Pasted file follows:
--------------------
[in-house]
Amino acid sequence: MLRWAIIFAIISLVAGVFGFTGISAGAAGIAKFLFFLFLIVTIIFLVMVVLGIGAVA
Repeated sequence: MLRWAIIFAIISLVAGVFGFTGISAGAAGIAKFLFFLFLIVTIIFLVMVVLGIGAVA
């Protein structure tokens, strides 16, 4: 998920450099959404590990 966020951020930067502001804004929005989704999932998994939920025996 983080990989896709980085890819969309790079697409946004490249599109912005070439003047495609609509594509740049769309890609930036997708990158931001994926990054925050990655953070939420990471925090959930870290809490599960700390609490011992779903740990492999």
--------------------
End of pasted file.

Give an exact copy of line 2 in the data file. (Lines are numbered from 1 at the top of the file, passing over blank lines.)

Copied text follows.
Amino acid sequence: MLRWAIIFAIISLVAGVFGFTGISAGAAGIAKFLFFLFLIVTIIFLVMVVLGIGAVA